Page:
5

Can I say the sentence in the following context?

Now it's 7 pm, my friend Jane said " The train leaves at 8 pm"

Can I say

Jane said that the train left at 8 pm.(becauses now it is just 7 pm)

  • Jane said that the train leaves at 8 pm. Imo. – Martze Oct 2 '16 at 9:51
2

Not really.

If it was 7 pm now and you said "the train left at 8 pm", I would assume you meant this occurred yesterday.

The correct form is to repeat what Jane says, "Jane said that the train leaves at 8 pm" or, alternatively "Jane said that the train will leave at 8 pm".

  • But if you use said, and put "leaves" and "will leave", the tense is wrong – moyeea Oct 2 '16 at 10:39
  • Not in reported speech. – Catija Oct 2 '16 at 10:44
  • That means we can say: She said she is fine? – moyeea Oct 2 '16 at 11:00
  • Yes. That is fine. – Catija Oct 2 '16 at 12:07
2

In your case, you can say at least four things.

Jane said that the train left at 8 pm.

This is the normal backshifted sentence, with present tense shifted to past. It doesn't matter if it is 7pm: you can say this right after Jane says her sentence.

or you can say

Jane said that the train leaves at 8 pm.

You can say this because the thing that Jane said has not happened yet: the declaration or proposition 'the train leaves at 8pm' is still true or can be fulfilled in the view of the speaker.

You can also report what Jane says using the present tense of to say; again this is because the proposition has not yet been fulfilled. And you can vary the tense of the other verb. Thus:

Jane says the train leaves at 8pm.

or

Jane says the train left at 8pm.

In both this sentence and the first one in this answer, the past tense can be used by the speaker to indicate his or her doubt regarding the proposition. (You can also do this with the present tense, but the use of the past tense can specifically indicate the speaker's doubt.)

Examples (it's still 7pm):

Jane just now said the train left at 8pm, but I don't think so: I think it leaves at 8:30pm.

and the parallel sentence for the present tense of the verb says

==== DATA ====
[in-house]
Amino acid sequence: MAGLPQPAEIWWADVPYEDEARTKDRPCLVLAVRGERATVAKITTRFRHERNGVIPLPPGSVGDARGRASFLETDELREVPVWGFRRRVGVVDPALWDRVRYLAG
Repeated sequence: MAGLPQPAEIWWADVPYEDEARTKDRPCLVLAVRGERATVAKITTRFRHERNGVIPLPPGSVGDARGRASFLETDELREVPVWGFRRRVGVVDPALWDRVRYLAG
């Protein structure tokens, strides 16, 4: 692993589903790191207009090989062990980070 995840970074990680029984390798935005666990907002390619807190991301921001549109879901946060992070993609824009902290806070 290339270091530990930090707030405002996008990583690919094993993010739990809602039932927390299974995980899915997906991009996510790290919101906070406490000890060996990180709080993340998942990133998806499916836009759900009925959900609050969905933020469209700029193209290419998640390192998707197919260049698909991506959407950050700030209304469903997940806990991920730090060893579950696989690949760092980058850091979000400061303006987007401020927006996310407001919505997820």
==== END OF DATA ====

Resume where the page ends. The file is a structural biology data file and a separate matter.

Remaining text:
Jane says that the train left at 8pm. But I don't believe her. I think it's already left.

Note in all these cases of using the train left, it is past tense form, but not past tense meaning. It is future meaning, and this is called future in the past.

Reference: The English Verb, by Frank Robert Palmer (link).

  • 1
    Using the past tense when the train has not left yet is wrong. It is certainly grammatically correct but it doesn't fit reality. – Catija Oct 3 '16 at 11:11
  • @Catija Please cite a reputable source that supports your statement. – Alan Carmack Oct 4 '16 at 12:29
  • Thanks so much sir!!Sorry for replying late. And I think: She will tell you that the train leaves at 10.(even though now is 7, this one still works right?) – moyeea Oct 10 '16 at 19:19
  • Yes, that works, but it's not reported speech. – Alan Carmack Oct 13 '16 at 15:16
-1

I infer you are exploring "indirect speech." First let's do this the easy way, in the present. Imagine you are looking at a cartoon strip, or watching a skit, and describing what's going on.

Jane is saying that the train leaves at 8 pm.

This is the same as:

Jane is saying that the train will leave at 8 pm.

Now let's shift everything to the past tense:

Jane said that the train would leave at 8 pm.

Do you see how "will" becomes "would"?

"Would is the past tense form of will." See https://learnenglish.britishcouncil.org/en/english-grammar/verbs/modal-verbs/will-or-would

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